Andrea: Oh Trivinia, thank you so much for all of this amazing advice. You are definitely a powerful, beautiful Voice of Influence. And I think you’re definitely already speaking to those CEOs. You’re going to grow this platform even bigger and I want you in front of more and more people. So I wish you well. I’m excited for you and I will always be your cheerleader. So thank you so much for being with us today!

Trivinia: Absolutely! Thanks for having me.

 

END

 

How Good Businesses Can Build Influence

Episode 03 of the Voice of Influence Podcast

Mentioned in this episode:

Listen here (press the play button below) or find us on iTunes and Stitcher.

Transcript

(This is an approximate transcript.) Adrienne Dorison is a business consultant, podcast host, and the founder of Good Businesses Do Good, who helps entrepreneurs get focused and strategic so that they can be more profitable and sustainable in way less time. She is a LEAN business expert who believes in generosity, relationship building and doing less, better. Adrienne loves dog, cookies, Crossfit, and long-distance triathlons.

Andrea: Adrienne, it’s so good to have you here on the Voice of Influence Podcast.

Adrienne: Thank you for having me. I love hearing my own bio read back. That’s me!

Andrea: Yeah, I do love those things.

Adrienne: Yeah, I do love cookies and Crossfit and dogs. I’m excited to be here.

Andrea: Do you have any long-distance triathlons that you’re training for right now?

Adrienne: No. I need to sign up for one. It’s one of those things where I don’t just like pay the fees and sign up then I keep putting it off. So I need to pick a race and get training that’s what I need to do. I think it’s like most things in life right? Like we just keep procrastinating or putting it off until we invest and book a date.

Andrea: I agree. I agree. Yeah, my husband is signed up for the Boulder Half Ironman. So I don’t know. Adrienne: That’s hilly, I bet.

Andrea: I think not too bad. Anyway, it will be fun.

Adrienne: Well, I live in Florida so…

Andrea: A little more hilly maybe. It’s kind of on like a flatter ground I think, but it still yeah, it’s kind of fun. So Adrienne, I asked you if you have taken the Fascinate Assessment before and you said you had, so I’m curious when you’ve done that before.

Adrienne: You know, it’s really funny, because I know you know Amy Porterfield, and she had Sally on her podcast and that’s when I first took the assessment, was once I heard Sally on Amy Porterfield podcast and I was like “Oh this is interesting, I’m gonna go to that test.”  I got my responses back, my assessment back and I was like “Maybe my husband watch this video,” He was like “Oh my God!” I’m like “This is me.” He was like “Yeah, that’s exactly you.”

Andrea: So fun and I told you previously, you’re the Ace which is alert plus power which is what my daughter is. Yeah, she’s 10 so I’m like “Oh, I’ve got a picture of what her personality might be like as an adult.”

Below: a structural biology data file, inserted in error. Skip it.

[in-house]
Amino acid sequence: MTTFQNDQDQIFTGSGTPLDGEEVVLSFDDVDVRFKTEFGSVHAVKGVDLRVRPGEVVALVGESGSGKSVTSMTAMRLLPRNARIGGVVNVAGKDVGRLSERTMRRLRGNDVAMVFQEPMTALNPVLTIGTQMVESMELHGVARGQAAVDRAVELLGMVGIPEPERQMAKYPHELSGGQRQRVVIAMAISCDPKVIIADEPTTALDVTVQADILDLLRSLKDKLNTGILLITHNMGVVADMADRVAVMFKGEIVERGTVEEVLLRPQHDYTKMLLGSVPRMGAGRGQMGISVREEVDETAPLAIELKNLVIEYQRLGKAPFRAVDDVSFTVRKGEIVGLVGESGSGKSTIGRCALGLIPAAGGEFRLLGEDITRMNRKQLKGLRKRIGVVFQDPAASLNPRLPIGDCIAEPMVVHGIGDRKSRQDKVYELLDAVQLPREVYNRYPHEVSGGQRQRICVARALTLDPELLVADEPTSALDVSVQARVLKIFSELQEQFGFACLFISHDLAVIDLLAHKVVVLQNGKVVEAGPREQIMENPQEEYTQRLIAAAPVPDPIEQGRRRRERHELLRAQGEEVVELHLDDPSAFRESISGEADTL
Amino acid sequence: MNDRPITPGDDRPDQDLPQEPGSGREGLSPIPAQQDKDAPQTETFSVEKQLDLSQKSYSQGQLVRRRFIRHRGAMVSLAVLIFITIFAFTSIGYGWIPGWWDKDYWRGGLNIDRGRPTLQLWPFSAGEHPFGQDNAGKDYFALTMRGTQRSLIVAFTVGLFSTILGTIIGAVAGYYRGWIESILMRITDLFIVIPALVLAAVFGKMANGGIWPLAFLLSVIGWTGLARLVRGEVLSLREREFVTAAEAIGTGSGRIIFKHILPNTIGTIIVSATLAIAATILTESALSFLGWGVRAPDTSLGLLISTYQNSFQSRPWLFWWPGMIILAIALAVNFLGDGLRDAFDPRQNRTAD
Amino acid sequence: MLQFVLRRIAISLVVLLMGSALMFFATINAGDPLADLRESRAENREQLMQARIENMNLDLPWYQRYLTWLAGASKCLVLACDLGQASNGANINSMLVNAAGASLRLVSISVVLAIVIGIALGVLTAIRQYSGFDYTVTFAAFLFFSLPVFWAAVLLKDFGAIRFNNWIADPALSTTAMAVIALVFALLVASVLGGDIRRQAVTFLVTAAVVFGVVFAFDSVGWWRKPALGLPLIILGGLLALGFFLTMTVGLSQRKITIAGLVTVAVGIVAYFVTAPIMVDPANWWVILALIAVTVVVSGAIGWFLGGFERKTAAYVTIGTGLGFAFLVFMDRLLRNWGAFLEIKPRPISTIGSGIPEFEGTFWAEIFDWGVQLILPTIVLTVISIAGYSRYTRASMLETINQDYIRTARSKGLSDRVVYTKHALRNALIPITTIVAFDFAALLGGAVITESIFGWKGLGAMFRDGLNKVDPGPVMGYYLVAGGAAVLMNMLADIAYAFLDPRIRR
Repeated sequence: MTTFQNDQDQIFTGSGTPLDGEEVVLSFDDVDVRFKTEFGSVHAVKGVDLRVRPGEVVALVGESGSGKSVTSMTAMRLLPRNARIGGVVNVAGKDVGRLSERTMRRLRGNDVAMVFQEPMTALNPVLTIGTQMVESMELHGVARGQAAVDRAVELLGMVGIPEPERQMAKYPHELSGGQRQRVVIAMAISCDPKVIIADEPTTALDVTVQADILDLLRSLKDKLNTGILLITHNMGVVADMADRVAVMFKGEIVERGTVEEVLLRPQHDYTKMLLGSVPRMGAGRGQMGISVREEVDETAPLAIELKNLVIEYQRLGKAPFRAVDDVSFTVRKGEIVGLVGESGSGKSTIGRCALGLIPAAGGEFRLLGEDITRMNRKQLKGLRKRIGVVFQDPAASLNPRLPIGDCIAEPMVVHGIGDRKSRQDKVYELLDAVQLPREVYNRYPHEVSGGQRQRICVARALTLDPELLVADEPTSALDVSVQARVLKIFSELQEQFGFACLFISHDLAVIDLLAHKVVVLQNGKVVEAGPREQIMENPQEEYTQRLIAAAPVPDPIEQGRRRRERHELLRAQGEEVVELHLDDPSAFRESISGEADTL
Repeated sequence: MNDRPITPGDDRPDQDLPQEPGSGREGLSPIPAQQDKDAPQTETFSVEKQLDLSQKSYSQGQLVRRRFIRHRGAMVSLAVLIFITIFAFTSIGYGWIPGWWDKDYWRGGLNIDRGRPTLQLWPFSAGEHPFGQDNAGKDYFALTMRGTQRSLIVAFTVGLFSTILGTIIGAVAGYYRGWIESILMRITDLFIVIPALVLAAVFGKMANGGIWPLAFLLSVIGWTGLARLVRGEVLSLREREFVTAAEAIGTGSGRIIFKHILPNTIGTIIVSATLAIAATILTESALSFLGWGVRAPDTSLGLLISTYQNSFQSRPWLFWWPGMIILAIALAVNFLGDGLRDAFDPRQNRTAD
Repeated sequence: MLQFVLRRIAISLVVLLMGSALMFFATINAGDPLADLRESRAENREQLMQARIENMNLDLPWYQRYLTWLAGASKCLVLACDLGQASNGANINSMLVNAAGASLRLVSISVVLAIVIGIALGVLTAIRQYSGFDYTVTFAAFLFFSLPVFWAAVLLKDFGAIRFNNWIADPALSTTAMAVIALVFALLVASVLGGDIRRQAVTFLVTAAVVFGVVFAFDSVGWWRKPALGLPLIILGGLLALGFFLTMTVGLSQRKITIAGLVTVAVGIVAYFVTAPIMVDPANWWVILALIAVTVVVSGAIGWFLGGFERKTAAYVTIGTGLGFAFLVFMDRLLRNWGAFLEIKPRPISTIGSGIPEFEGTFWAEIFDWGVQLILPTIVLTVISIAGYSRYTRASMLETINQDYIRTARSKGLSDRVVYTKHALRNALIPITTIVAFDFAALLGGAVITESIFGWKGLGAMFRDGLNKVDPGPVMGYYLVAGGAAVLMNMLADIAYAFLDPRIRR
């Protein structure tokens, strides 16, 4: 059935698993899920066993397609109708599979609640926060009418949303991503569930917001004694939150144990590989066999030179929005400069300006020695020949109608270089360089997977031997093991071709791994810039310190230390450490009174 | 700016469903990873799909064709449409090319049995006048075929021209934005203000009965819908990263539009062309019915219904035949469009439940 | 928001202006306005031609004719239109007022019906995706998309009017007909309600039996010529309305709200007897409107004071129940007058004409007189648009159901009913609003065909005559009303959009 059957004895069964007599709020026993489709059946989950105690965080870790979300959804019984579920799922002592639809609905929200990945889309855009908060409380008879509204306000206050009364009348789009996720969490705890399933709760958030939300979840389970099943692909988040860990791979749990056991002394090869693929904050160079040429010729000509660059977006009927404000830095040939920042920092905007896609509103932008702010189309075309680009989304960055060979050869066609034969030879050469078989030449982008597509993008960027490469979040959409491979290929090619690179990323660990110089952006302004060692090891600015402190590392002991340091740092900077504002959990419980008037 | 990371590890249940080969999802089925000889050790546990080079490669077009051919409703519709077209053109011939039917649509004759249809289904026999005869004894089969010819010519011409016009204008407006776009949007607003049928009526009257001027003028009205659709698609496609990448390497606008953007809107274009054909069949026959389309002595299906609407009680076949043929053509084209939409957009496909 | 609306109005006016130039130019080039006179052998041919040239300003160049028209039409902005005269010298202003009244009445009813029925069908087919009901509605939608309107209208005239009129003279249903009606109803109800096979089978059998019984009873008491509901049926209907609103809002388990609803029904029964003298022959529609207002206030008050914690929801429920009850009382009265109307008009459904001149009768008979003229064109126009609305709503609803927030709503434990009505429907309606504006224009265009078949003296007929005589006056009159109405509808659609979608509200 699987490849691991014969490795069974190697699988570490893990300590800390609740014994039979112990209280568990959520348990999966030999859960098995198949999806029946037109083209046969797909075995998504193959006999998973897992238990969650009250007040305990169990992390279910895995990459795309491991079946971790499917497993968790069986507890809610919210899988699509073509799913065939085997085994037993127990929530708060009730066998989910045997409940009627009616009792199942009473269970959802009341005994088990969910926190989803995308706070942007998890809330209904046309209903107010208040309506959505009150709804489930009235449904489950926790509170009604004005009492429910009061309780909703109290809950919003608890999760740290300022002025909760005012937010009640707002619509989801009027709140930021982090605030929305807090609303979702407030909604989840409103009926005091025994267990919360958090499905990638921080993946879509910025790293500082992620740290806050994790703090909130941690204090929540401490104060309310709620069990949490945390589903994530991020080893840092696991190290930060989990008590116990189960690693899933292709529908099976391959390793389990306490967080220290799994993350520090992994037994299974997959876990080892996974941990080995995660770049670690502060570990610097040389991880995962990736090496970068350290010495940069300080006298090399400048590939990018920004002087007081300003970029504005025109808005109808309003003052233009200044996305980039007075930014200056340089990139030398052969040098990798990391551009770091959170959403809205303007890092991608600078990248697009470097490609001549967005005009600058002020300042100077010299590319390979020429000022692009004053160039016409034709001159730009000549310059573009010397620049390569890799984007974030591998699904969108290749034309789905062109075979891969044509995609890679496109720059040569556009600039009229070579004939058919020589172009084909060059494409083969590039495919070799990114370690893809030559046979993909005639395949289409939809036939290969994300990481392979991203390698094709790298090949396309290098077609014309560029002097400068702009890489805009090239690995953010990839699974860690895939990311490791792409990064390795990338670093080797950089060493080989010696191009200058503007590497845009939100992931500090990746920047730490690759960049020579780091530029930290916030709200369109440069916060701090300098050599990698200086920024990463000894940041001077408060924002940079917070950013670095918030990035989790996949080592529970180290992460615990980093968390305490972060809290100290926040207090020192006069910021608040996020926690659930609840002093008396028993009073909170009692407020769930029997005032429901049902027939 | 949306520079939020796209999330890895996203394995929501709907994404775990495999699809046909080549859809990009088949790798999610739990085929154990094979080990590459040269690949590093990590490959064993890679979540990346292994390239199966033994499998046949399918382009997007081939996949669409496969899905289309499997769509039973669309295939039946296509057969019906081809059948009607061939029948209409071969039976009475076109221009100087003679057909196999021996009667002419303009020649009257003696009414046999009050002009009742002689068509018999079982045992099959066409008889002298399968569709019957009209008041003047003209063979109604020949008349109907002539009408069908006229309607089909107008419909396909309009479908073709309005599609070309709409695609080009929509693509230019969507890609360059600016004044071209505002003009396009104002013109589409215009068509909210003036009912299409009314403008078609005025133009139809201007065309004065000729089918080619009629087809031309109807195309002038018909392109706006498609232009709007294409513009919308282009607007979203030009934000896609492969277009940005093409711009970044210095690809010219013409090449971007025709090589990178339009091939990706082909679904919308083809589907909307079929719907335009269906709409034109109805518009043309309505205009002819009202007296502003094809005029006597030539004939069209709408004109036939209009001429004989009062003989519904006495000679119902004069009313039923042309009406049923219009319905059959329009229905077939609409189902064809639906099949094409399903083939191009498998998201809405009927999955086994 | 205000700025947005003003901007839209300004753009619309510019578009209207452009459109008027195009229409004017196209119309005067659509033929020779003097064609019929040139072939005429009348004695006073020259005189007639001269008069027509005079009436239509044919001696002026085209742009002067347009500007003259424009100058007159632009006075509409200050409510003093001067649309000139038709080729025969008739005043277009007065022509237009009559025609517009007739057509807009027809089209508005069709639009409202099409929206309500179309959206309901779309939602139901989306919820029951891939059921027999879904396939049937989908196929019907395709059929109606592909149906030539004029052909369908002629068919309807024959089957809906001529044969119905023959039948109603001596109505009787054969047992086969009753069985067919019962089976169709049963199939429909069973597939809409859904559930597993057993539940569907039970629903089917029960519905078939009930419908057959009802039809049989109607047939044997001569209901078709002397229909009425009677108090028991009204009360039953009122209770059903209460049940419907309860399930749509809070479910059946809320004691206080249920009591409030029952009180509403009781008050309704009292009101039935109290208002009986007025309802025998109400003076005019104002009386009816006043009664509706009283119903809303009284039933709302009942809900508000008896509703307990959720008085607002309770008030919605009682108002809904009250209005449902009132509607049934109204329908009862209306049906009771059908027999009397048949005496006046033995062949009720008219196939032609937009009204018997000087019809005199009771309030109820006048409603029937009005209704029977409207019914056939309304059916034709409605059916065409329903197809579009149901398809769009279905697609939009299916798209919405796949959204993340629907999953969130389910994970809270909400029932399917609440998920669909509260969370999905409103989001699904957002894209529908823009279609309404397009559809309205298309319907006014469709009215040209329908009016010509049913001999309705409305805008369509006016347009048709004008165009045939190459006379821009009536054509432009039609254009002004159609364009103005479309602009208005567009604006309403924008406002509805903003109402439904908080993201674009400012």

Adrienne: It’s crazy that like within here now. Did you see change overtime? I’m so curious.

Andrea: I definitely see it in here. Yes and her favorite words are plan and organize. Does that sound familiar?

Adrienne: Yes.

Andrea: A little bit maybe? Well, anyway, it’s fun. So I’m curious about you. Do you feel like your voice in a way that other people perceive you, the way that you interact in the world – are those sorts of things, things that have the way that you are now, do you think that that’s you have been since you were a kid too?

Adrienne: No. I would say that…I had a pretty traumatic experience in my childhood like growing up with my mother at first. She was alcoholic and lived in an abuse at home and so I think that like at aged 10, I probably was not the A’s in terms of how the world perceives me now. I feel like I’ve definitely evolved into being more confident and more comfortable with sharing who I really am and being okay with that as well as like having a voice at all.

Because when I lived in that home, it was not okay to speak up or have thoughts and emotions. And now maybe because of that experience, I’ve actually shifted. I’m like swung to the other side of the pendulum, right? Now, I do have a voice and I’m not going to not talk about these things anymore, right? So I would say I had taken it up that time, it would not have been the Ace. So it’s just interesting like I want to follow back up in 20 years and I’ll ask what your daughter if she’s still that way because I definitely evolved as a person.

And I always wonder the same thing with Myers-Briggs. I am like “Am I still the same personality type as I was 10 years ago?” And I don’t think I am and it’s so interesting. And I think if I’ve taken a couple years from now, I’ll maybe even be a little bit…I don’t know, a little bit more different, possibly evolving in that voice and getting more comfortable and confident in it in who we are as we learn what it is.

Andrea: Right. I think that’s the key is understanding that there is, I don’t like the potential for our voice is different than how far we’ve taken it so far. And as we continue to grow and experience these new areas of our lives that it does seemed to really expand. But I don’t know that it’s necessarily changes who we are in the beginning. Maybe it really does sort of just swell, you know. As we mature, those different parts of us are able to come out in different ways too. But yeah, I do think you can look like a different person for sure. So that’s really interesting!